Finding Mondays even harder than normal? I definitely am. We've got to the point in lockdown where our weekends have hit a restorative rhythm; lazy morning in bed, finishing the books that have sat on the bedside table for too long, starting that puzzle that's collecting dust, feeding your sourdough starter, doing an instagram live workout and using Zoom calls with friends as an excuse to open the bottle of wine slightly earlier than you usually would.
However, this does mean Mondays feel that little bit harder as the reality of the situation hits with full force. Whether you're worrying for your business, worrying where your next pay cheque is coming from or worrying for the health of your loved ones, Mondays are still Mondays and provide a new anxiety for the week ahead...
Well, here's a little reminder to be kind to yourself. However you have been affected by coronavirus, we are all going through a grief cycle of sorts.
This article provides five tips for how to cope with Moody Mondays. One of them "control the things you can control", is a tool I often rely on for coping through tough times. So, I'm getting up in the morning to exercise before work, I'm making a list and (trying to) tackle each one at a time and I'm being kind to myself and taking a break when I need it. I'm also being honest with people about how I'm feeling because it's reassuring to hear that I'm not alone. And I'm sure you're not either!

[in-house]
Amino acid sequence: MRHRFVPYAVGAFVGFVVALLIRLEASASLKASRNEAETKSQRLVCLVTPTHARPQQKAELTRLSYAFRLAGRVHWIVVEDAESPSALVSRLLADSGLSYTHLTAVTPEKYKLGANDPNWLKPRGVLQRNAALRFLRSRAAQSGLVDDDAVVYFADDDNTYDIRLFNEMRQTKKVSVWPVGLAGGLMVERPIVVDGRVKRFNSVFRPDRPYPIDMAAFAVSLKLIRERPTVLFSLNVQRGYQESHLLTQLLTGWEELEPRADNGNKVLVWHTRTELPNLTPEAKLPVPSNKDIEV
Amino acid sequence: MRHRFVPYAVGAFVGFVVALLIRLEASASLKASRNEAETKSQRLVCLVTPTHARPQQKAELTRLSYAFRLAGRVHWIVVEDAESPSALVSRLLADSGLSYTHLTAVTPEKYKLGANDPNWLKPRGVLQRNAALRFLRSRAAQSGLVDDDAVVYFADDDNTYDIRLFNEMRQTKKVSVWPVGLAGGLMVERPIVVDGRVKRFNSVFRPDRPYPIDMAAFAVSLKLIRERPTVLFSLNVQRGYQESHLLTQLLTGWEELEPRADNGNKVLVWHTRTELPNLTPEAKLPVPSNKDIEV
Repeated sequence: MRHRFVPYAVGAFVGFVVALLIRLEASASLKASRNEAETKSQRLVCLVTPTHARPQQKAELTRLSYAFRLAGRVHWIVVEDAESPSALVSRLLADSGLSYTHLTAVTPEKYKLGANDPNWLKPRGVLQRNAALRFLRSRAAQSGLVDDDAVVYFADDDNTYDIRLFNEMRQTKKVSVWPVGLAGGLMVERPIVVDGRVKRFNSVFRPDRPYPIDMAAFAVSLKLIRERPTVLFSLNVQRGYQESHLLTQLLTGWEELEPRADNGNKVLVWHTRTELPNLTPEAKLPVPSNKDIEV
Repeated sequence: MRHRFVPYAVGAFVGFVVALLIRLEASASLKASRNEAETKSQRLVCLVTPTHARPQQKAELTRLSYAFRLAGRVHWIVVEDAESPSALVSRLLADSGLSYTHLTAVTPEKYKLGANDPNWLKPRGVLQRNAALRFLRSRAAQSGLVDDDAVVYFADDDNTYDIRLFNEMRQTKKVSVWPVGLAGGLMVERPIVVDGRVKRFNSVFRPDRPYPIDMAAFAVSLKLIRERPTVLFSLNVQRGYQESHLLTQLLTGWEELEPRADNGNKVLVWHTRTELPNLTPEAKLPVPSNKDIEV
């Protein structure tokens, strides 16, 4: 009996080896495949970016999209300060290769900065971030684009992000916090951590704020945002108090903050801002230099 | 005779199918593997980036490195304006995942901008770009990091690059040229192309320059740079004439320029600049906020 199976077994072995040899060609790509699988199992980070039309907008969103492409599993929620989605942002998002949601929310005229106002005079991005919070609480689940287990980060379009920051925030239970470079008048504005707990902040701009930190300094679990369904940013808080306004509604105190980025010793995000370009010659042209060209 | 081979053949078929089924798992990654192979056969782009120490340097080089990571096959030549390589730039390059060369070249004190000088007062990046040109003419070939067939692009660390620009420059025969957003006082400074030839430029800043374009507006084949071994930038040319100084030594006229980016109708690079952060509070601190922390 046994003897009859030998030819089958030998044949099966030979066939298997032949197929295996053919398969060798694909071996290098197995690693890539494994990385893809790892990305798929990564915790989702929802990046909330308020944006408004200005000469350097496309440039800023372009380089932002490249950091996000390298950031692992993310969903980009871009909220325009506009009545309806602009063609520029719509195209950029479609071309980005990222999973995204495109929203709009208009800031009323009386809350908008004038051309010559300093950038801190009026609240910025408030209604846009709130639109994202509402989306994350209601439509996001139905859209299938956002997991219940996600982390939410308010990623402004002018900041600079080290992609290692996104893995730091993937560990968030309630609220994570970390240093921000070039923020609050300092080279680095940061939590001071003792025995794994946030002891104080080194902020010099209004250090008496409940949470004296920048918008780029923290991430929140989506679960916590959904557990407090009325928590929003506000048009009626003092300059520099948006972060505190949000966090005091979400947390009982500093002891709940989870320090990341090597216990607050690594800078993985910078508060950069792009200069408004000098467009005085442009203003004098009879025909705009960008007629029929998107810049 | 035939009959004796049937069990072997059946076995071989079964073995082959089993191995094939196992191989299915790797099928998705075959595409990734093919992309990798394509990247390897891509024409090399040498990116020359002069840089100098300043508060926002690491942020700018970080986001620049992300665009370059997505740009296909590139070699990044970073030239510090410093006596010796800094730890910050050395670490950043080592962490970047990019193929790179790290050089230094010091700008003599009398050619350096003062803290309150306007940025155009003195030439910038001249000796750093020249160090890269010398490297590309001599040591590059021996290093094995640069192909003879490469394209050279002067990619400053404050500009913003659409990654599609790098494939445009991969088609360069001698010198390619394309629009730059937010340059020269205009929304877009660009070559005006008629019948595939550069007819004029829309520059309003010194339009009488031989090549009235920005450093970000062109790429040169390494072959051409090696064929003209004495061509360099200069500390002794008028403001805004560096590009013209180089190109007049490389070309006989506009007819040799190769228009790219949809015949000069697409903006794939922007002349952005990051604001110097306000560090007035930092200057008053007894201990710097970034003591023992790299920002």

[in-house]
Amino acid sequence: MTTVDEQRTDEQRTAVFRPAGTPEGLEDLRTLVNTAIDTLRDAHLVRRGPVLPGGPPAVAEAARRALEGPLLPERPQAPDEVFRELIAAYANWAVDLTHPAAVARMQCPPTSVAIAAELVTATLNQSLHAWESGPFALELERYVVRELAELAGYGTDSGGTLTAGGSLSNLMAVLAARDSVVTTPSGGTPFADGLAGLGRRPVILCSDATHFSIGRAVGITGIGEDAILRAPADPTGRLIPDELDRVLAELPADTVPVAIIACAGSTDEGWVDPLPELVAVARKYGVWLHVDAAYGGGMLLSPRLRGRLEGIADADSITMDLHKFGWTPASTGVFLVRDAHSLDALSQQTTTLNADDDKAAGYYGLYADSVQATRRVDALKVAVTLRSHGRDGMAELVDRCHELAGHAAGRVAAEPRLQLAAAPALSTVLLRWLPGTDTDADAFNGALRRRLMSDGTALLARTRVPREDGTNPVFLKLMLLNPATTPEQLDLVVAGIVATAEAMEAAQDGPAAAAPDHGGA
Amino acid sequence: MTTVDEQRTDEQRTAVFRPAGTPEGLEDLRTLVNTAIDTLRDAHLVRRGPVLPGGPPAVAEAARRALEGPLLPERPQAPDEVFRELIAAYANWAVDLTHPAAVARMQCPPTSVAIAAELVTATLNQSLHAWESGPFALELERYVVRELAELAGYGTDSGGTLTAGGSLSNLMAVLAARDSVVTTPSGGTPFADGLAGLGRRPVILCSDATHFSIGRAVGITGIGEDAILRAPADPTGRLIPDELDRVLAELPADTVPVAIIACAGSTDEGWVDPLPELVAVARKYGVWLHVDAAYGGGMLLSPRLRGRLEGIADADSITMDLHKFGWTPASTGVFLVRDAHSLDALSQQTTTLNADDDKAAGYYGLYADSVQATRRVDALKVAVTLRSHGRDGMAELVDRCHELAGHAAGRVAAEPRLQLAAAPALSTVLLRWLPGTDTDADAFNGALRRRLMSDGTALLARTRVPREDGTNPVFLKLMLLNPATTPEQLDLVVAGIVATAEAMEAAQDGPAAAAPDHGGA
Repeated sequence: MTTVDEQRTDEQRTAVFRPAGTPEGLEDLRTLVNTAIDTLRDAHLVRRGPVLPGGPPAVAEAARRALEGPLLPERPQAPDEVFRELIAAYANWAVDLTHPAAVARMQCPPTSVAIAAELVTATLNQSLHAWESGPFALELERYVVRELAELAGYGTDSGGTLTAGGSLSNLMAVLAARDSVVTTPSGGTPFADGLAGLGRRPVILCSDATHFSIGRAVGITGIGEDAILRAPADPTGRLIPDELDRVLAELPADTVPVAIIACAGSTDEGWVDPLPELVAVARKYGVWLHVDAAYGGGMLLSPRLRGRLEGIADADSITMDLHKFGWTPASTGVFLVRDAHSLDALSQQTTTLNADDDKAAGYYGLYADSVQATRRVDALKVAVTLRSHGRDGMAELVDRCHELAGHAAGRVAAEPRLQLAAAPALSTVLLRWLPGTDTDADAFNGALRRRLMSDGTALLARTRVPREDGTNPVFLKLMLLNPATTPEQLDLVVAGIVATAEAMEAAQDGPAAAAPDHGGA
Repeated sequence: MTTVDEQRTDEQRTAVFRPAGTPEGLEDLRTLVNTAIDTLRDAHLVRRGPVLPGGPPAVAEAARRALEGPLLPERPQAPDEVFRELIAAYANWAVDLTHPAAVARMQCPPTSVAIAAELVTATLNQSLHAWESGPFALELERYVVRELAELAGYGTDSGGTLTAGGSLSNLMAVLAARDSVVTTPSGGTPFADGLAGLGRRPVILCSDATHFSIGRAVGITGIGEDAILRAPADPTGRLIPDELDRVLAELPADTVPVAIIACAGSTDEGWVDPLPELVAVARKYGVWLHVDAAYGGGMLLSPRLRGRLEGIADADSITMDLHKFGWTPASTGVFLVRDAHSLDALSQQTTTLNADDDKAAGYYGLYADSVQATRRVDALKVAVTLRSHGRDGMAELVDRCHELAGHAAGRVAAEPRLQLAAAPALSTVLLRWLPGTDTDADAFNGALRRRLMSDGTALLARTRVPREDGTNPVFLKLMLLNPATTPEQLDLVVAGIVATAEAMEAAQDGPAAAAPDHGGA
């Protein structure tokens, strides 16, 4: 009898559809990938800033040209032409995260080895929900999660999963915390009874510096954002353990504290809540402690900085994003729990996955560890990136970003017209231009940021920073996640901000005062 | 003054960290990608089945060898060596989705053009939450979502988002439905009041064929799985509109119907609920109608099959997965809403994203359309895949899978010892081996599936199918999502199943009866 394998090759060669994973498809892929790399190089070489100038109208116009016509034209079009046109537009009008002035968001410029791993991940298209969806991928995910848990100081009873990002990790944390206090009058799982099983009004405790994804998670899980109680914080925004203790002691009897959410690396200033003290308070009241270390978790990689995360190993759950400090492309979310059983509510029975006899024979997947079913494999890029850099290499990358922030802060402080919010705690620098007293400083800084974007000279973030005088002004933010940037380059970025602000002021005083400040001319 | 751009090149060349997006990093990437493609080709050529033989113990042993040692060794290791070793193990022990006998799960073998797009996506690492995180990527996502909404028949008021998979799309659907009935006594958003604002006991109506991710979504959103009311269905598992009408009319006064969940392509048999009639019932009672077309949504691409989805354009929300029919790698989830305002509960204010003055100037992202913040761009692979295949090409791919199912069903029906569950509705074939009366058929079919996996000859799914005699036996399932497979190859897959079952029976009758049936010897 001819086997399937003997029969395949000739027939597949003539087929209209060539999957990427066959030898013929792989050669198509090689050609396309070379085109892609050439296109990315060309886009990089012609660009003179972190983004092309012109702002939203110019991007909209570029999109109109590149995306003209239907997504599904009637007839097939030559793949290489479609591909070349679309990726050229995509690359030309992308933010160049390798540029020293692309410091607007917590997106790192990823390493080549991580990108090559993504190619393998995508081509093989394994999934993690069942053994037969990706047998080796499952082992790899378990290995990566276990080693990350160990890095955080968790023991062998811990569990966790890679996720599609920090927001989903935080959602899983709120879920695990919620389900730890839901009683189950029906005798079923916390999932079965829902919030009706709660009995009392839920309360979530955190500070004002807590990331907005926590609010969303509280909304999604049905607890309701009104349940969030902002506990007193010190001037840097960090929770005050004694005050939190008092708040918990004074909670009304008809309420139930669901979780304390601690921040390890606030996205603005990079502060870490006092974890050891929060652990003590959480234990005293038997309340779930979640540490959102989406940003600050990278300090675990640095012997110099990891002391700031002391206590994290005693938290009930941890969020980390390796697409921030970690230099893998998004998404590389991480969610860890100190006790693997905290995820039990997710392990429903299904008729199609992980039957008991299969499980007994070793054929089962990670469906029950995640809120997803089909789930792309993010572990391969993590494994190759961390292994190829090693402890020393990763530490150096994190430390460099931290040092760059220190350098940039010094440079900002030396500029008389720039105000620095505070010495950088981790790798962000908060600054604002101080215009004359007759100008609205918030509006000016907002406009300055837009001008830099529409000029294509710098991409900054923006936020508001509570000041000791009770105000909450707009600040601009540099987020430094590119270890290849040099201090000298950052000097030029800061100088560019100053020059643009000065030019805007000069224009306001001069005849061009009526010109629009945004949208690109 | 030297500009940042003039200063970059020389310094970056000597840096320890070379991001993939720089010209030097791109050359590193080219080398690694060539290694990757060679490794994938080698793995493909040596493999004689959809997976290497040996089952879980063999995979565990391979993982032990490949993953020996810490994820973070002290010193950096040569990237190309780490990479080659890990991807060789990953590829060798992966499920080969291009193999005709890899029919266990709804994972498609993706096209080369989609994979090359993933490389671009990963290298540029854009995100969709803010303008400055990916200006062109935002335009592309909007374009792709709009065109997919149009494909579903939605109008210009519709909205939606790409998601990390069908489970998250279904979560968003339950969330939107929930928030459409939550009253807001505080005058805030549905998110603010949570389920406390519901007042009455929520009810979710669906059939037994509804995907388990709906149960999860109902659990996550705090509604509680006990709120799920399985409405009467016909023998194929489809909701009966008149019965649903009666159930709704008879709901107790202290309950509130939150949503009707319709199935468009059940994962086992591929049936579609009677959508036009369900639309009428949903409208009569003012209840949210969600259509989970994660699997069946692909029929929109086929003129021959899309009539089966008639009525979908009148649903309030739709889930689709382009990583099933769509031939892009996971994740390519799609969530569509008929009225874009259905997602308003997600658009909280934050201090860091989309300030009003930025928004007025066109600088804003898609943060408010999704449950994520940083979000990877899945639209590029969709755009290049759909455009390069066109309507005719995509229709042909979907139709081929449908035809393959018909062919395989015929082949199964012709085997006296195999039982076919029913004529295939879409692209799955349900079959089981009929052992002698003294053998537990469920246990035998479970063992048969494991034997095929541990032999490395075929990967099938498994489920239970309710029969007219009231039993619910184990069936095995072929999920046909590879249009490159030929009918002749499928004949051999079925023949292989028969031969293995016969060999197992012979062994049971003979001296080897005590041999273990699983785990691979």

There's a reason why we're feeling this way; we are actually in a state of mourning for our pre-coronavirus lives and our changing emotions reflect the fact that we are going through a grief cycle – what in psychology circles is known as the Kubler-Ross grief/change curve. Dr Swart explains: “It’s a psychological model that describes the seven grief stages we will go through: grief, shock, anger, denial, depression, finding meaning and acceptance. “The first two stages are high cortisol [stress response] states where the brain and body are under stress. The next two are low serotonin [feel-good] states where our mood dips and we cannot see the light at the end of the tunnel, the last two are oxytocin [love/bonding] building states where we search for purpose to make sense of the situation and are finally able to adapt.”